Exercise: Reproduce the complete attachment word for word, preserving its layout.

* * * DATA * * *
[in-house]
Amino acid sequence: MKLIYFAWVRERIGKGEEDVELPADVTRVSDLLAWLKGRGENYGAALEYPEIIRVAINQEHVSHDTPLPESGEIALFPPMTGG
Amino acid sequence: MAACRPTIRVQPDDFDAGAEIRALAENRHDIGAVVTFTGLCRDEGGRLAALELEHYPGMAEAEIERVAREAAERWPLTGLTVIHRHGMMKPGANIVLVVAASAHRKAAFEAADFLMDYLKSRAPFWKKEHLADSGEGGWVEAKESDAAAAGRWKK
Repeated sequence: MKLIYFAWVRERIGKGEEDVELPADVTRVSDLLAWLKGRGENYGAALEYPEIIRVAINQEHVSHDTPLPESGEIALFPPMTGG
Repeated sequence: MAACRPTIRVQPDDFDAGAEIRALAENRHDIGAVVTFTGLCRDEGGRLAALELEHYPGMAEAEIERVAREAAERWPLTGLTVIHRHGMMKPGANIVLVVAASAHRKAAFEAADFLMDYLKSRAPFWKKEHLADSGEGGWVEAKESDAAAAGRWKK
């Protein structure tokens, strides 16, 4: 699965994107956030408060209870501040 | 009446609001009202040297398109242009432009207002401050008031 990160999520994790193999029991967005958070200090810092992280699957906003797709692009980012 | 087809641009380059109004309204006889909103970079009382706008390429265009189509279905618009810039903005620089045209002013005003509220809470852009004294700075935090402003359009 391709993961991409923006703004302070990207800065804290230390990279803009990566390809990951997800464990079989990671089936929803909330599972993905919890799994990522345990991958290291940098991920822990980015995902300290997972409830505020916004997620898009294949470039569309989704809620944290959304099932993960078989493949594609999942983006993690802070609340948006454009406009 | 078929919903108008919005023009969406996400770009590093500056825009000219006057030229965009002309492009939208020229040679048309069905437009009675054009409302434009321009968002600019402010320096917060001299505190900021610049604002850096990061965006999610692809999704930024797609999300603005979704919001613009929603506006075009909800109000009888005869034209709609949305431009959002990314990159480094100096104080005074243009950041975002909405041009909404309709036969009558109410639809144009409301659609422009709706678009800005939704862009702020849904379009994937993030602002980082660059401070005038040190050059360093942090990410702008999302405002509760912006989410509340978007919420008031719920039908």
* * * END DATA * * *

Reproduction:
[in-house]
Amino acid sequence: MKLIYFAWVRERIGKGEEDVELPADVTRVSDLLAWLKGRGENYGAALEYPEIIRVAINQEHVSHDTPLPESGEIALFPPMTGG
Amino acid sequence: MAACRPTIRVQPDDFDAGAEIRALAENRHDIGAVVTFTGLCRDEGGRLAALELEHYPGMAEAEIERVAREAAERWPLTGLTVIHRHGMMKPGANIVLVVAASAHRKAAFEAADFLMDYLKSRAPFWKKEHLADSGEGGWVEAKESDAAAAGRWKK
Repeated sequence: MKLIYFAWVRERIGKGEEDVELPADVTRVSDLLAWLKGRGENYGAALEYPEIIRVAINQEHVSHDTPLPESGEIALFPPMTGG
Repeated sequence: MAACRPTIRVQPDDFDAGAEIRALAENRHDIGAVVTFTGLCRDEGGRLAALELEHYPGMAEAEIERVAREAAERWPLTGLTVIHRHGMMKPGANIVLVVAASAHRKAAFEAADFLMDYLKSRAPFWKKEHLADSGEGGWVEAKESDAAAAGRWKK
């Protein structure tokens, strides 16, 4: 699965994107956030408060209870501040 | 009446609001009202040297398109242009432009207002401050008031 990160999520994790193999029991967005958070200090810092992280699957906003797709692009980012 | 087809641009380059109004309204006889909103970079009382706008390429265009189509279905618009810039903005620089045209002013005003509220809470852009004294700075935090402003359009 391709993961991409923006703004302070990207800065804290230390990279803009990566390809990951997800464990079989990671089936929803909330599972993905919890799994990522345990991958290291940098991920822990980015995902300290997972409830505020916004997620898009294949470039569309989704809620944290959304099932993960078989493949594609999942983006993690802070609340948006454009406009 | 078929919903108008919005023009969406996400770009590093500056825009000219006057030229965009002309492009939208020229040679048309069905437009009675054009409302434009321009968002600019402010320096917060001299505190900021610049604002850096990061965006999610692809999704930024797609999300603005979704919001613009929603506006075009909800109000009888005869034209709609949305431009959002990314990159480094100096104080005074243009950041975002909405041009909404309709036969009558109410639809144009409301659609422009709706678009800005939704862009702020849904379009994937993030602002980082660059401070005038040190050059360093942090990410702008999302405002509760912006989410509340978007919420008031719920039908």